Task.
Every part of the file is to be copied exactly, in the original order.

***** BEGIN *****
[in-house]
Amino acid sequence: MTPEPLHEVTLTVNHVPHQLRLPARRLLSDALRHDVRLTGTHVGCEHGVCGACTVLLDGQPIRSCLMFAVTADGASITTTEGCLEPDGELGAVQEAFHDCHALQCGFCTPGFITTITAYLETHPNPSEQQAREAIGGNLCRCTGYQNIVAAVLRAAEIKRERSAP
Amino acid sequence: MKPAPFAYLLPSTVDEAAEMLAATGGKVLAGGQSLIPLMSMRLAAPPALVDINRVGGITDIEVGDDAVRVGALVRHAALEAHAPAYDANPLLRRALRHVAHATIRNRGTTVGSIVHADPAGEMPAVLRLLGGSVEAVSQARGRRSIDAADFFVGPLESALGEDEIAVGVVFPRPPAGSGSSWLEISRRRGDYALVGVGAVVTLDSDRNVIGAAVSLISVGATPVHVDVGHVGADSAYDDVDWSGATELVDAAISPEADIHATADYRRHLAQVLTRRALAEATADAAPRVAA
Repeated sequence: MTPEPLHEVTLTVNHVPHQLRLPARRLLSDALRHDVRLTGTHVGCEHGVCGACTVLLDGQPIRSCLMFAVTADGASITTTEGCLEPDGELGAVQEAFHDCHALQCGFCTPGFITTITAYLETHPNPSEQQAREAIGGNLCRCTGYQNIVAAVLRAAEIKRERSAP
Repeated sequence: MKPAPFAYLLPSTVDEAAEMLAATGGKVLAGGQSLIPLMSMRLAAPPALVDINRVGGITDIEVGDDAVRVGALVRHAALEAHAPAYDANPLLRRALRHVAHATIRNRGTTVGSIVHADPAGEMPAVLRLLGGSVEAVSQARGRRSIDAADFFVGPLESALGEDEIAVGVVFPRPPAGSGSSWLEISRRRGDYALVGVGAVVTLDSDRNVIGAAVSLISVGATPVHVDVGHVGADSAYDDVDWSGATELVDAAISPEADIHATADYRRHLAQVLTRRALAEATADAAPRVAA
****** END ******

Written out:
[in-house]
Amino acid sequence: MTPEPLHEVTLTVNHVPHQLRLPARRLLSDALRHDVRLTGTHVGCEHGVCGACTVLLDGQPIRSCLMFAVTADGASITTTEGCLEPDGELGAVQEAFHDCHALQCGFCTPGFITTITAYLETHPNPSEQQAREAIGGNLCRCTGYQNIVAAVLRAAEIKRERSAP
Amino acid sequence: MKPAPFAYLLPSTVDEAAEMLAATGGKVLAGGQSLIPLMSMRLAAPPALVDINRVGGITDIEVGDDAVRVGALVRHAALEAHAPAYDANPLLRRALRHVAHATIRNRGTTVGSIVHADPAGEMPAVLRLLGGSVEAVSQARGRRSIDAADFFVGPLESALGEDEIAVGVVFPRPPAGSGSSWLEISRRRGDYALVGVGAVVTLDSDRNVIGAAVSLISVGATPVHVDVGHVGADSAYDDVDWSGATELVDAAISPEADIHATADYRRHLAQVLTRRALAEATADAAPRVAA
Repeated sequence: MTPEPLHEVTLTVNHVPHQLRLPARRLLSDALRHDVRLTGTHVGCEHGVCGACTVLLDGQPIRSCLMFAVTADGASITTTEGCLEPDGELGAVQEAFHDCHALQCGFCTPGFITTITAYLETHPNPSEQQAREAIGGNLCRCTGYQNIVAAVLRAAEIKRERSAP
Repeated sequence: MKPAPFAYLLPSTVDEAAEMLAATGGKVLAGGQSLIPLMSMRLAAPPALVDINRVGGITDIEVGDDAVRVGALVRHAALEAHAPAYDANPLLRRALRHVAHATIRNRGTTVGSIVHADPAGEMPAVLRLLGGSVEAVSQARGRRSIDAADFFVGPLESALGEDEIAVGVVFPRPPAGSGSSWLEISRRRGDYALVGVGAVVTLDSDRNVIGAAVSLISVGATPVHVDVGHVGADSAYDDVDWSGATELVDAAISPEADIHATADYRRHLAQVLTRRALAEATADAAPRVAA